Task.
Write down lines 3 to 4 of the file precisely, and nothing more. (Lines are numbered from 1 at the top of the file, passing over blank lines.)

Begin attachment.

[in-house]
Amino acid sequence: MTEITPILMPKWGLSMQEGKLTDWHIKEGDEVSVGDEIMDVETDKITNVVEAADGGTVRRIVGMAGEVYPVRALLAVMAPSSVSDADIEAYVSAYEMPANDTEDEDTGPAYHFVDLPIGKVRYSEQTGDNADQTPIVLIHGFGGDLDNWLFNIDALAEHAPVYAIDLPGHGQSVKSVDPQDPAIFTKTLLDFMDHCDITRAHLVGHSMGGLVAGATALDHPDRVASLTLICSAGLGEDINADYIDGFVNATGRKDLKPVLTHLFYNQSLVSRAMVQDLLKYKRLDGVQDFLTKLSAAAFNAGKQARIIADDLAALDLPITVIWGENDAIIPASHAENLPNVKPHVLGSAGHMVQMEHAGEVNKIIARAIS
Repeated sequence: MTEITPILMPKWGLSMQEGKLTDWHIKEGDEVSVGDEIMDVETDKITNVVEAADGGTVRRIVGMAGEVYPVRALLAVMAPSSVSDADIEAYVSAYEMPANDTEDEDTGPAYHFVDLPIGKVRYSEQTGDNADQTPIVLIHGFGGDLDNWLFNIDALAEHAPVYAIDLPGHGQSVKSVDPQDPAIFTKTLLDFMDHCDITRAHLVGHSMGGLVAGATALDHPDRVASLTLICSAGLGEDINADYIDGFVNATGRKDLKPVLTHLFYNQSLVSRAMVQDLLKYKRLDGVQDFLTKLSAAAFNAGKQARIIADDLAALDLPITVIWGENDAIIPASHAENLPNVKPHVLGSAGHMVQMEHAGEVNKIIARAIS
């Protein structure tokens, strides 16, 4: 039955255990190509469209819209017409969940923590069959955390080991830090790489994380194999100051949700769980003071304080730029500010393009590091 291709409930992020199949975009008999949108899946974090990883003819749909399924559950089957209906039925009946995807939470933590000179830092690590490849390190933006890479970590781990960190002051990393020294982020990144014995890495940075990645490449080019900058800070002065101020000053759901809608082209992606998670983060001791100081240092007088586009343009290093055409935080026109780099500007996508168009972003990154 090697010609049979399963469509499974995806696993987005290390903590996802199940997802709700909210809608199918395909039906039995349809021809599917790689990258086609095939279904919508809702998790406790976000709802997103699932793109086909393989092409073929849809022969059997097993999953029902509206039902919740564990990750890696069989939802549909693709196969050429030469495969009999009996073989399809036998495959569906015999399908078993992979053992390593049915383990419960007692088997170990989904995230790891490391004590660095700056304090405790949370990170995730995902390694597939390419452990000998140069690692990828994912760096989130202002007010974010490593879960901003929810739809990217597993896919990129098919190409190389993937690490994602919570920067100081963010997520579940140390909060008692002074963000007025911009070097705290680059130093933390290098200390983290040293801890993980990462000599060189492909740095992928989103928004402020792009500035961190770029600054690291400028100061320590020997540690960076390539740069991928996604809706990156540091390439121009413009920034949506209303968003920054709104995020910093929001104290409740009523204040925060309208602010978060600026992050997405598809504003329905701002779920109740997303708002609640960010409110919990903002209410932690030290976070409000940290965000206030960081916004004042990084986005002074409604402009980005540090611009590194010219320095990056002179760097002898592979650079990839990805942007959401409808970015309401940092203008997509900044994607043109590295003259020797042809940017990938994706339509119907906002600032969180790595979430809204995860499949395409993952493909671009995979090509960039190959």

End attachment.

Repeated sequence: MTEITPILMPKWGLSMQEGKLTDWHIKEGDEVSVGDEIMDVETDKITNVVEAADGGTVRRIVGMAGEVYPVRALLAVMAPSSVSDADIEAYVSAYEMPANDTEDEDTGPAYHFVDLPIGKVRYSEQTGDNADQTPIVLIHGFGGDLDNWLFNIDALAEHAPVYAIDLPGHGQSVKSVDPQDPAIFTKTLLDFMDHCDITRAHLVGHSMGGLVAGATALDHPDRVASLTLICSAGLGEDINADYIDGFVNATGRKDLKPVLTHLFYNQSLVSRAMVQDLLKYKRLDGVQDFLTKLSAAAFNAGKQARIIADDLAALDLPITVIWGENDAIIPASHAENLPNVKPHVLGSAGHMVQMEHAGEVNKIIARAIS
């Protein structure tokens, strides 16, 4: 039955255990190509469209819209017409969940923590069959955390080991830090790489994380194999100051949700769980003071304080730029500010393009590091 291709409930992020199949975009008999949108899946974090990883003819749909399924559950089957209906039925009946995807939470933590000179830092690590490849390190933006890479970590781990960190002051990393020294982020990144014995890495940075990645490449080019900058800070002065101020000053759901809608082209992606998670983060001791100081240092007088586009343009290093055409935080026109780099500007996508168009972003990154 090697010609049979399963469509499974995806696993987005290390903590996802199940997802709700909210809608199918395909039906039995349809021809599917790689990258086609095939279904919508809702998790406790976000709802997103699932793109086909393989092409073929849809022969059997097993999953029902509206039902919740564990990750890696069989939802549909693709196969050429030469495969009999009996073989399809036998495959569906015999399908078993992979053992390593049915383990419960007692088997170990989904995230790891490391004590660095700056304090405790949370990170995730995902390694597939390419452990000998140069690692990828994912760096989130202002007010974010490593879960901003929810739809990217597993896919990129098919190409190389993937690490994602919570920067100081963010997520579940140390909060008692002074963000007025911009070097705290680059130093933390290098200390983290040293801890993980990462000599060189492909740095992928989103928004402020792009500035961190770029600054690291400028100061320590020997540690960076390539740069991928996604809706990156540091390439121009413009920034949506209303968003920054709104995020910093929001104290409740009523204040925060309208602010978060600026992050997405598809504003329905701002779920109740997303708002609640960010409110919990903002209410932690030290976070409000940290965000206030960081916004004042990084986005002074409604402009980005540090611009590194010219320095990056002179760097002898592979650079990839990805942007959401409808970015309401940092203008997509900044994607043109590295003259020797042809940017990938994706339509119907906002600032969180790595979430809204995860499949395409993952493909671009995979090509960039190959």